To understand a lot of statistical ideas, you need to know about

probability. The two fields are inextricably entwined: sampled statistics

works because of probabilistic properties of populations.

I approach writing about probability with no small amount of trepidation.

For some reason that I’ve never quite understood, discussions of probability

theory bring out an intensity of emotion that is more extreme than anything else

I’ve seen in mathematics. It’s an almost religious topic, like programming

languages in CS. This post is intended really as a flame attractor: that is, I’d request that if you want to argue about Bayesian probability versus frequentist probability, please do it here, and don’t clutter up every comment thread that

discusses probability!

There are two main schools of thought in probability:

frequentism and Bayesianism, and the Bayesians have an intense contempt for the

frequentists. As I said, I really don’t get it: the intensity seems to be mostly

one way – I can’t count the number of times that I’ve read Bayesian screeds about

the intense stupidity of frequentists, but not the other direction. And while I

sit out the dispute – I’m undecided; sometimes I lean frequentist, and sometimes I

lean Bayesian – every time I write about probability, I get emails and comments

from tons of Bayesians tearing me to ribbons for not being sufficiently

Bayesian.

It’s hard to even define probability without getting into trouble, because the

two schools of thought end up defining it quite differently.

The frequentist approach to probability basically defines probability in terms

of experiment. If you repeated an experiment an infinite number of times, and

you’d find that out of every 1,000 trials, a given outcome occured 350 times, then

a frequentist would say that the probability of that outcome was 35%. Based on

that, a frequentist says that for a given event, there is a *true*

probability associated with it: the probability that you’d get from repeated

trials. The frequentist approach is thus based on studying the “real” probability

of things – trying to determine how close a given measurement from a set of

experiments is to the real probability. So a frequentist would define probability

as the mathematics of predicting the actual likelihood of certain events occuring

based on observed patterns.

The bayesian approach is based on incomplete knowledge. It says that you only

associate a probability with an event because there is uncertainty about it –

because you don’t know all the facts. In reality, a given event either will happen

(probability=100%) or it won’t happen (probability=0%). Anything else is an

approximation based on your incomplete knowledge. The Bayesian approach is

therefore based on the idea of refining predictions in the face of new knowledge.

A Bayesian would define probability as a mathematical system of measuring the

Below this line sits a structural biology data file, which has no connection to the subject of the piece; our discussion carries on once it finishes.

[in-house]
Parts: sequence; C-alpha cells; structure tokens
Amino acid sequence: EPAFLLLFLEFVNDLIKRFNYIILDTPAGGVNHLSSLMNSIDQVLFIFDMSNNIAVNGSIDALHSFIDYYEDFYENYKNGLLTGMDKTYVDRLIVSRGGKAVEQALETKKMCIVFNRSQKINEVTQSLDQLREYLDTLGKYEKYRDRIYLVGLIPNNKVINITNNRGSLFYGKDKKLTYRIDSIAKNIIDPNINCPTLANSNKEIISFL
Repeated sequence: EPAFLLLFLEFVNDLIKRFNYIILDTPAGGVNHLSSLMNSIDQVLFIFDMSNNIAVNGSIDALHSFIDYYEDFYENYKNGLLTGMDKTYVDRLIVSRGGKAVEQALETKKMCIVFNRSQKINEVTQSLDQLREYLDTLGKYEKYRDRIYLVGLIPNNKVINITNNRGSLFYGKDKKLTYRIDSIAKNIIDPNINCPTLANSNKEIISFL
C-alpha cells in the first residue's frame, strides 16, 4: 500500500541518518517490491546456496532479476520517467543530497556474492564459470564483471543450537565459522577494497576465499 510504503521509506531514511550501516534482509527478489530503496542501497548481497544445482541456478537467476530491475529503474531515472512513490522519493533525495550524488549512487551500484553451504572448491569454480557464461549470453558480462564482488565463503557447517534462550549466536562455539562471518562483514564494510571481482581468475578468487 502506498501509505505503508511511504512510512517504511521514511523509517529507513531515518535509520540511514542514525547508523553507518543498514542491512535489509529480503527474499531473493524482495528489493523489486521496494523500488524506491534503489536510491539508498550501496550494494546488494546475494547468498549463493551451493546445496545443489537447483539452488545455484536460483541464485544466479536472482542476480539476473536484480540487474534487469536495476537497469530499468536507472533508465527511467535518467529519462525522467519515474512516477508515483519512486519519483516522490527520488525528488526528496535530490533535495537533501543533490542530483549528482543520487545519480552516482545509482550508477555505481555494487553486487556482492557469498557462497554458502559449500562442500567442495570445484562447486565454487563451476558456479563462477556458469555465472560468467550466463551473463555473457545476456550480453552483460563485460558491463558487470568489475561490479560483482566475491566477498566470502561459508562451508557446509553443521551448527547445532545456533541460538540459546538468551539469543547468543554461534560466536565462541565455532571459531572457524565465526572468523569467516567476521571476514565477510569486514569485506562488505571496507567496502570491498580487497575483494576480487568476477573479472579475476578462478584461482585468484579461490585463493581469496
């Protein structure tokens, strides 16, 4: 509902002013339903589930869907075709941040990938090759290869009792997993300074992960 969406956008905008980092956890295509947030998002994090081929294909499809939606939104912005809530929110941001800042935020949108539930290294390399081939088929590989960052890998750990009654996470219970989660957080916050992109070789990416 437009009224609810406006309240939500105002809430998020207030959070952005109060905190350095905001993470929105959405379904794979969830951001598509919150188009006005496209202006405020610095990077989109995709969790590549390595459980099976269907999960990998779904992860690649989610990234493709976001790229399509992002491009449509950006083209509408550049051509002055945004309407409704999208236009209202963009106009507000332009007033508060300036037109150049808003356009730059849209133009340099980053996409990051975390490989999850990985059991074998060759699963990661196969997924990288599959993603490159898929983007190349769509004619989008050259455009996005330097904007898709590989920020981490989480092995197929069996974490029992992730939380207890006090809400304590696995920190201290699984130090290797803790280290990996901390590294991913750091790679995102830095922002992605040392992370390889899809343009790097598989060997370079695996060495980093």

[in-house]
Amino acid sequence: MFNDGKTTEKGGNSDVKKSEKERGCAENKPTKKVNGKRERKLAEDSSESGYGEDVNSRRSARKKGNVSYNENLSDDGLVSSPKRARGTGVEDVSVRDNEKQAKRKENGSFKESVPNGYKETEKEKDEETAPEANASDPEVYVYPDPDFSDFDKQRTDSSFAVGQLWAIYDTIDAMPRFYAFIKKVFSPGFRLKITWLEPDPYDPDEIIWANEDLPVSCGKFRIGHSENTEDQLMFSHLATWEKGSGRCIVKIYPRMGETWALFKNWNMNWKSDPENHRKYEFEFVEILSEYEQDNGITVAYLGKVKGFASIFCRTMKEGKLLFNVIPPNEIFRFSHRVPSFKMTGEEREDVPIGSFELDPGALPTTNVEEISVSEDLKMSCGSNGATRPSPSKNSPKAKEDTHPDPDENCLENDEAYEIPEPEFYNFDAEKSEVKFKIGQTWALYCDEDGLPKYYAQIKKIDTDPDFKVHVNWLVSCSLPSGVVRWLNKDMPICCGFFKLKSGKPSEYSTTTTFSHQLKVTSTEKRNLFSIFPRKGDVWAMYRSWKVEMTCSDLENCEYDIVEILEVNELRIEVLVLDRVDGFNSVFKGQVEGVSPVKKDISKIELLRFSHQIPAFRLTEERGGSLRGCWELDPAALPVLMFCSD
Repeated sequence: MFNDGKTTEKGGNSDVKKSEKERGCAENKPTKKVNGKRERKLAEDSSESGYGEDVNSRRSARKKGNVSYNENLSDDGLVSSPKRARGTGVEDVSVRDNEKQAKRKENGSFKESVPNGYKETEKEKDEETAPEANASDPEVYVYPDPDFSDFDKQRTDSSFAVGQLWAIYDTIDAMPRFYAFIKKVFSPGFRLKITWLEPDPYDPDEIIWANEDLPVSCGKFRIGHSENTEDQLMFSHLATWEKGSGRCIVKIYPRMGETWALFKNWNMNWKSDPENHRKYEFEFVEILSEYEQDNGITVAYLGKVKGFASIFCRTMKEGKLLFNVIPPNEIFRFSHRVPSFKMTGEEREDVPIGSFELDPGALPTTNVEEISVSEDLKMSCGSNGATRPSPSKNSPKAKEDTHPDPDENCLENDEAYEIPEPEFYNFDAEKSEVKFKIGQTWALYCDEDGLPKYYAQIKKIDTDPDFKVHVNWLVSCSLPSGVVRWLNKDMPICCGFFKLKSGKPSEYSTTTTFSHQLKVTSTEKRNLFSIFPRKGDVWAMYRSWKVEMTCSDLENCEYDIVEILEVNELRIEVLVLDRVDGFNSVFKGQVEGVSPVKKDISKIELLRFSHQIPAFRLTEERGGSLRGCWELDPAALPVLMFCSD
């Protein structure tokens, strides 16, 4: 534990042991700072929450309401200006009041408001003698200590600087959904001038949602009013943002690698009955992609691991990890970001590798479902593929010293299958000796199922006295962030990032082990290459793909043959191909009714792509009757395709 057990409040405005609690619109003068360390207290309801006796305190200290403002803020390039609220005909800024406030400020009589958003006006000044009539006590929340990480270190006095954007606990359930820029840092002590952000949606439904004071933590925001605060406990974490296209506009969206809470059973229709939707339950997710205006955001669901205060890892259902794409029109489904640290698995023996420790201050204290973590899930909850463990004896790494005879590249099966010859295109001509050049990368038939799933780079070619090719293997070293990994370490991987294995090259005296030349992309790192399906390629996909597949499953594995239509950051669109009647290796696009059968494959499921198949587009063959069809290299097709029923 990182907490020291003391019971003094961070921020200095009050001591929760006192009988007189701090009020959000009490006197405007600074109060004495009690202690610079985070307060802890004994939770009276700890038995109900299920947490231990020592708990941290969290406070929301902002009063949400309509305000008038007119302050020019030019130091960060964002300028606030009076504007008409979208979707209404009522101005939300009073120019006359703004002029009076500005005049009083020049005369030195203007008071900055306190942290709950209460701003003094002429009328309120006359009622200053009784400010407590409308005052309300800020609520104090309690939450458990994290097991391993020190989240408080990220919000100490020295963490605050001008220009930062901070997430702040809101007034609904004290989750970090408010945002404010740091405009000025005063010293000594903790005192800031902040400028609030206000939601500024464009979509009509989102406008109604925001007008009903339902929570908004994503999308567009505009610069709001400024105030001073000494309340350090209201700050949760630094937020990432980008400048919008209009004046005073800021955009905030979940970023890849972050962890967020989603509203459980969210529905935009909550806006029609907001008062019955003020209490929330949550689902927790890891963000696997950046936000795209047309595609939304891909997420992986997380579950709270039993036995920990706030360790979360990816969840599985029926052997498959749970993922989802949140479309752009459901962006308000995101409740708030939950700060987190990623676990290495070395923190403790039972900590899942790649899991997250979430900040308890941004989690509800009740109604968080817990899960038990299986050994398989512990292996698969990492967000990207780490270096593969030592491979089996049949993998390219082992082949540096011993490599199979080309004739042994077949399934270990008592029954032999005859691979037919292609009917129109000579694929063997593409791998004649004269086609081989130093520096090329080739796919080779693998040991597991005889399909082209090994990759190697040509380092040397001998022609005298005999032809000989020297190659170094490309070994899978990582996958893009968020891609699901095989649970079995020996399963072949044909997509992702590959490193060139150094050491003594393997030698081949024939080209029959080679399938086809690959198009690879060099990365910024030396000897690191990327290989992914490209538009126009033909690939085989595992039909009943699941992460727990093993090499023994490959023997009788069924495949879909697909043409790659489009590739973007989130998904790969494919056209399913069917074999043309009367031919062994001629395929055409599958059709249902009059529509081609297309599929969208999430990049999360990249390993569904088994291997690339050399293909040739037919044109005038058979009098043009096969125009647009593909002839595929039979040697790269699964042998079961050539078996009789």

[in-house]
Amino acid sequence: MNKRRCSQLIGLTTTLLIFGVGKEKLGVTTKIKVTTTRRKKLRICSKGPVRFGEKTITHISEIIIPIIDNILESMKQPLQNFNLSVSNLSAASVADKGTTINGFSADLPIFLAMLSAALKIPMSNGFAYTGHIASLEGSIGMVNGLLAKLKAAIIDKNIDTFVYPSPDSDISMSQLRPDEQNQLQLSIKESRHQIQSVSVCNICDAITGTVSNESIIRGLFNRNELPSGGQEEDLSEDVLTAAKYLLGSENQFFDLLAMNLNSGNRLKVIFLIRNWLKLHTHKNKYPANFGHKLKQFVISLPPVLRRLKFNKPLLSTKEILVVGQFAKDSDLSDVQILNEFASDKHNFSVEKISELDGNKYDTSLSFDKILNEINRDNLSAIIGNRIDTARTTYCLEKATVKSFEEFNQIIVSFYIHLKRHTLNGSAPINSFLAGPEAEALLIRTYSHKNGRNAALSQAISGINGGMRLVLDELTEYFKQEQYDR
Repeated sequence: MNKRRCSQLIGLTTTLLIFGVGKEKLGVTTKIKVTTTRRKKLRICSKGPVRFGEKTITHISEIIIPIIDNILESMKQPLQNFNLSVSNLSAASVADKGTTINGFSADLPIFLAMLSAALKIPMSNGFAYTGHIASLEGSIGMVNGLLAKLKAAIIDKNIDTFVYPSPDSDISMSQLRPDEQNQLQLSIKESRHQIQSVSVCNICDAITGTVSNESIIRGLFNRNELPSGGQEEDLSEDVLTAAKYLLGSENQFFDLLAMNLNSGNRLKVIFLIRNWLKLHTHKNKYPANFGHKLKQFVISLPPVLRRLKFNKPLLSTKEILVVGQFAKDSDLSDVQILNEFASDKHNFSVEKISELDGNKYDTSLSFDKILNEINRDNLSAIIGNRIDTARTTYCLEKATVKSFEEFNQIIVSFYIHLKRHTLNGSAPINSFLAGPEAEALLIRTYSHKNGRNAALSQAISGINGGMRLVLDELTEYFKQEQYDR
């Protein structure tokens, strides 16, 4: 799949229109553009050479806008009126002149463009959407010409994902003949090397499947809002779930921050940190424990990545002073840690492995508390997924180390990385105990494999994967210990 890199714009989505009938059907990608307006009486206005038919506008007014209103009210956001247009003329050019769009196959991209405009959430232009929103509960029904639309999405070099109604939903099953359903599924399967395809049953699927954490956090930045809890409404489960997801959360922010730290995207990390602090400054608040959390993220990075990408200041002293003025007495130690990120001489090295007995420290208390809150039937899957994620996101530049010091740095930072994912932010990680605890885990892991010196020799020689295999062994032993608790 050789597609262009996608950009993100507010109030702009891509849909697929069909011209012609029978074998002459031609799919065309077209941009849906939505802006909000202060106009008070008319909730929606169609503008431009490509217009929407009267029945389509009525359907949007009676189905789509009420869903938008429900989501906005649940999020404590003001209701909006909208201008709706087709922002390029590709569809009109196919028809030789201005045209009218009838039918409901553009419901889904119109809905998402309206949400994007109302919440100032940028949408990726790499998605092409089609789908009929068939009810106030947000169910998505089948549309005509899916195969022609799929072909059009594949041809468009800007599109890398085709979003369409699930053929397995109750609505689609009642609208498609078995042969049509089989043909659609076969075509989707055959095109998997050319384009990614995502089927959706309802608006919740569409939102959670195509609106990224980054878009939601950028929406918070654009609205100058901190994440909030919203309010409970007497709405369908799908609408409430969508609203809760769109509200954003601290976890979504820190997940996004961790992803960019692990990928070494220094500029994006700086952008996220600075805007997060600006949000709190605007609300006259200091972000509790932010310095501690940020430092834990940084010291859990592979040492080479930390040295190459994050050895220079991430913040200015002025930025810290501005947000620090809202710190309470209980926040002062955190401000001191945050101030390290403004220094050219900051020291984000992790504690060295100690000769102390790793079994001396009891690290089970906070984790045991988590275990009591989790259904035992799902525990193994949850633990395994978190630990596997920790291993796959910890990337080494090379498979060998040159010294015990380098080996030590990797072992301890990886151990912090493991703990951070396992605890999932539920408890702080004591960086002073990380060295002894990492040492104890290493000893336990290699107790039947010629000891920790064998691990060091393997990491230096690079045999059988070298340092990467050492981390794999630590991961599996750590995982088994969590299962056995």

completeness of knowledge used to make predictions. So to a Bayesian, strictly speaking, it’s incorrect to say “I predict that there’s a 30% chance of P”, but rather “Based on the current state of my knowledge, I am 30% certain that P will occur.”

Like I said, I tend to sit in the middle. On the one hand, I think that the

Bayesian approach makes some things clearer. For example, a lot of people

frequently misunderstand how to apply statistics: they’ll take a study showing

that, say, 10 out of 100 smokers will develop cancer, and assume that it means

that for a specific smoker, there’s a 10% chance that they’ll develop cancer.

That’s not true. The study showing that 10 out of 100 people who smoke will develop cancer can be taken as a good starting point for making a prediction – but a Bayesian will be very clear on the fact that it’s incomplete knowledge, and that it therefore isn’t very meaningful unless you can add more information to increase the certainty.

On the other hand, Bayesian reasoning is often used by cranks.

A Bayesian

argues that you can do a probabilistic analysis of almost anything, by lining

up the set of factors that influence it, and combining your knowledge of those factors in the correct way. That’s been used incredibly frequently by cranks for

arguing for the existence of God, for the “fact” that aliens have visited the

earth, for the “fact” that artists have been planting secret messages in

paintings, for the “fact” that there are magic codes embedded in various holy texts, etc. I’ve dealt with these sorts of arguments numerous times on this blog; the link above is a typical example.

Frequentism doesn’t fall victim to that problem; a frequentist *only*

believes probabilities make sense in the setting of a repeatable experiment. You

can’t properly formulate something like a probabilistic proof of God under the

frequentist approach, because the existence of a creator of the universe isn’t a

problem amenable to repeated experimental trials. But frequentism suffers

from the idea that there *is* an absolute probability for things – which is often ridiculous.

I’d argue that they’re both right, and both wrong, each in their own settings. There are definitely settings in which the idea of a fixed probability based on a model of repeatable, controlled experiment is, quite simply, silly. And there

are settings in which the idea of a probability only measuring a state of knowledge is equally silly.